A historic discovery of fishing weirs at Minette Bay shows the Haisla Nation has actively gathered fish along the channel’s shores for more than 1,800 years, essentially cementing Haisla lineage claims in the area.
“This is quite historical for our nation because we don’t have a modern-day treaty with the province and the federal government,” Haisla Nation Councillor Brenda Duncan said. “We have always maintained we have a strength of claim but this finally strengthened that beyond measure.”
As contractors were developing a marine habitat offset program, they discovered old fishing weirs along the shoreline channels. Stopping the construction, a consulting company was hired to take a look at the archeological site, where they collected data and discovered the age of the weirs.
Haisla Nation Council hosted a blessing ceremony for their recently discovered fishing weirs.
Traditionally built from wood or stone, fishing weirs use two fence-like barriers to form a ‘V’ shape that funnels fish into a trap.
The Haisla government is excited to have proof of a common connection to the land with their ancestors.
“My fellow councillor shared that even he and his father-in-law did the same act of pounding those wooden stakes to help them fish with eulachons. That’s in our era, our time, and to be able to tie those two together is phenomenal,” Councillor Margaret Grant said.
The historical documentation of the fishing sites began a few years ago when archeologists came to Haisla. They searched the channels and found old wooden stakes that were used for weir fishing.
The stakes were then shipped to Beta Analytic Testing Laboratory, where they received Accelerator Mass Spectrometry (AMS) testing to find out their age.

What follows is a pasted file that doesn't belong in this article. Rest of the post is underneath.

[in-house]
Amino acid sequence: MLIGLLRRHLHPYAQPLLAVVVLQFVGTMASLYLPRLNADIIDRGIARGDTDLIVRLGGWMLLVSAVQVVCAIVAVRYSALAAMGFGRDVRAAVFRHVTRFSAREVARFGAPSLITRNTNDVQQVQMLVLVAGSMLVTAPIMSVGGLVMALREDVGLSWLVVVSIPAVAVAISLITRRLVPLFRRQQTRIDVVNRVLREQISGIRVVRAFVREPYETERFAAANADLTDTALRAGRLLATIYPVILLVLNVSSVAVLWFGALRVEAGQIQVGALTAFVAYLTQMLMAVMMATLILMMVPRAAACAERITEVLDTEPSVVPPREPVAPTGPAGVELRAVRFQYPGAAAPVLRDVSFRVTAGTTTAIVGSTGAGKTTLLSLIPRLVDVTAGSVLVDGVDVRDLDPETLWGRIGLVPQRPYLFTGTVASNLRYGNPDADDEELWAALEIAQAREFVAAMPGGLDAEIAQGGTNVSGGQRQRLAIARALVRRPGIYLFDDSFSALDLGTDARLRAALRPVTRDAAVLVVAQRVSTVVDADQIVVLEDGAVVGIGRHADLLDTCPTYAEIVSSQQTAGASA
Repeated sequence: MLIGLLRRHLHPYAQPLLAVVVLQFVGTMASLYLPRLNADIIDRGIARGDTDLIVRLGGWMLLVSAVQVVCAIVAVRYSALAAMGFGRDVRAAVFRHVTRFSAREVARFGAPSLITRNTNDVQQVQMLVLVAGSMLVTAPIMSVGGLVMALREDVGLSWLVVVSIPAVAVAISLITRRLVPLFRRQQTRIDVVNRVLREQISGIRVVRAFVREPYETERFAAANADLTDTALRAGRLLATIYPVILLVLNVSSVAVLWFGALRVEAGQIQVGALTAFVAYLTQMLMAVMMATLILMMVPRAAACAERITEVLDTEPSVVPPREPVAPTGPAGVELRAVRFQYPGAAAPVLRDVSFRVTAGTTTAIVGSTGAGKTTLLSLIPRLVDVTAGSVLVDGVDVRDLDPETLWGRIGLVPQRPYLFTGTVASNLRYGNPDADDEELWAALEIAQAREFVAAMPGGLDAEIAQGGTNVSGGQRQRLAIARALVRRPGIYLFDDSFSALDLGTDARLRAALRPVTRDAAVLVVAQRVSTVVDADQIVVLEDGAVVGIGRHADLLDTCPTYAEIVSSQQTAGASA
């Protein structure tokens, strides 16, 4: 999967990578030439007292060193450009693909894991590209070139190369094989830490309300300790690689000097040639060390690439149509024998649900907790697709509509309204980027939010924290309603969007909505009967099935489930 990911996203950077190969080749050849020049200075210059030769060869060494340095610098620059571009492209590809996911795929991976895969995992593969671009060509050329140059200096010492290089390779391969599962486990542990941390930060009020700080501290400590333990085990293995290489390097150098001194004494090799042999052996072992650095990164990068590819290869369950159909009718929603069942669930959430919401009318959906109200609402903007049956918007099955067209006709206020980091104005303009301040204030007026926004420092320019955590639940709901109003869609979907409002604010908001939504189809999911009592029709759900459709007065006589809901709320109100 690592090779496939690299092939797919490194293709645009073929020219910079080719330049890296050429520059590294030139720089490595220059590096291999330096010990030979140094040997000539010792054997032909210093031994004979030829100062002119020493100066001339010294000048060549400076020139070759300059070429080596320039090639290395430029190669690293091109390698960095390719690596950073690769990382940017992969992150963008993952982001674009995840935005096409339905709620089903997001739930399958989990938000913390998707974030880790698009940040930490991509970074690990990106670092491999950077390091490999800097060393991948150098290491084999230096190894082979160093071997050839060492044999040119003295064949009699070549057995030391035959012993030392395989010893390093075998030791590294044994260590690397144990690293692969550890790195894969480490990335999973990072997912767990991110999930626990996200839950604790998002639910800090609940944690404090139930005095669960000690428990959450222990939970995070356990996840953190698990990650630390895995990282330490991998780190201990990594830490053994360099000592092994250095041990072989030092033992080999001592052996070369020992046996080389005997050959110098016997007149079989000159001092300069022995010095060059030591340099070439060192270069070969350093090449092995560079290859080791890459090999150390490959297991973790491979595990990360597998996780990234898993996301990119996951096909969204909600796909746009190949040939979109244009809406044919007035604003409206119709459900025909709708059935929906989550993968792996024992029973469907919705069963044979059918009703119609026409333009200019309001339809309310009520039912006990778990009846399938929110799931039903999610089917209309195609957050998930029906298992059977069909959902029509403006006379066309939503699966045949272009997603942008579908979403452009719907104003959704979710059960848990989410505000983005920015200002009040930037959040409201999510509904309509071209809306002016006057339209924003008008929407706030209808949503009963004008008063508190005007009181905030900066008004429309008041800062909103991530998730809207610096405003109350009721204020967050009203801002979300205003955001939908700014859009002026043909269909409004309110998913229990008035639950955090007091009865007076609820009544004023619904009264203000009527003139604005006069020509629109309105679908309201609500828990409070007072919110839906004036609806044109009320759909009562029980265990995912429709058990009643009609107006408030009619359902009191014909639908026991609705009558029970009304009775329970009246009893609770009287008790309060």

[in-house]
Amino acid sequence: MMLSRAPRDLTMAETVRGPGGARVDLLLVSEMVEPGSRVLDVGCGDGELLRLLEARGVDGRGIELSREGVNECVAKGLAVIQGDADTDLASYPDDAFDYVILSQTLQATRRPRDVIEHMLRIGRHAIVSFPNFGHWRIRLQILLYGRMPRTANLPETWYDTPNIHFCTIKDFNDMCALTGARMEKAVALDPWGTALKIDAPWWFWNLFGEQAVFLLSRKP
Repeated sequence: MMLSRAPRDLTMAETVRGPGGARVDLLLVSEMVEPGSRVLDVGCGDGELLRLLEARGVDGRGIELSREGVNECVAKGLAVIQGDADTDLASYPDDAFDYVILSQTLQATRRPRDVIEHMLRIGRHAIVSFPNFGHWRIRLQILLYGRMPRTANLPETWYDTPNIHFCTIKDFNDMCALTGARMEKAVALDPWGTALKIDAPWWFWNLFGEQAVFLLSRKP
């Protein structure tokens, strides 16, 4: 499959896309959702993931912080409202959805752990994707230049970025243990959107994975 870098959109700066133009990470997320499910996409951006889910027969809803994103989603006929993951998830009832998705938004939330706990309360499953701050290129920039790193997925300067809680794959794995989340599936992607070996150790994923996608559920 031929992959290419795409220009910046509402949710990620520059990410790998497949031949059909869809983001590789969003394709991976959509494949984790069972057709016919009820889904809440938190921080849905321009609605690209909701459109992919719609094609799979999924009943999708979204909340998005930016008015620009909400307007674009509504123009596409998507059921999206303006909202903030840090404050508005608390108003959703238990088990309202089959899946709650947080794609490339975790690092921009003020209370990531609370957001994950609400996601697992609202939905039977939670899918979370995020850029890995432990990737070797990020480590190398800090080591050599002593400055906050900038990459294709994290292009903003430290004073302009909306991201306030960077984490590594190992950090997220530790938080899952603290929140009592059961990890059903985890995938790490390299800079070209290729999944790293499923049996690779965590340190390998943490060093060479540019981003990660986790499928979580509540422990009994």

“With every piece coming out of the ground [we built] a data set which translates into a story we can tell that’s been going on for so long in Minette Bay,” said Travis Freeland, archaeologist and field supervisor of Kleanza Consulting Ltd.
Radiocarbon dating placed the wooden stakes at 1,800 years old, providing strong evidence the Haisla people had occupied the Minette Bay area for at least that long.
Because Haisla stories and traditions are passed down verbally, this physical evidence of ancestral lineage is especially significant.
“What was told to us was something that all our people knew, but we didn’t have the proof, but now we have the proof,” Councillor Willard Grant said.
Haisla Environment Manager Candice Wilson added, “so now that we have this physical, tangible evidence that you can actually go see and touch, it’s a gateway into our history.”
To view a short documentary on the archaeological finding, visit haisla.ca/a-key-link-to-the-haisla-past/.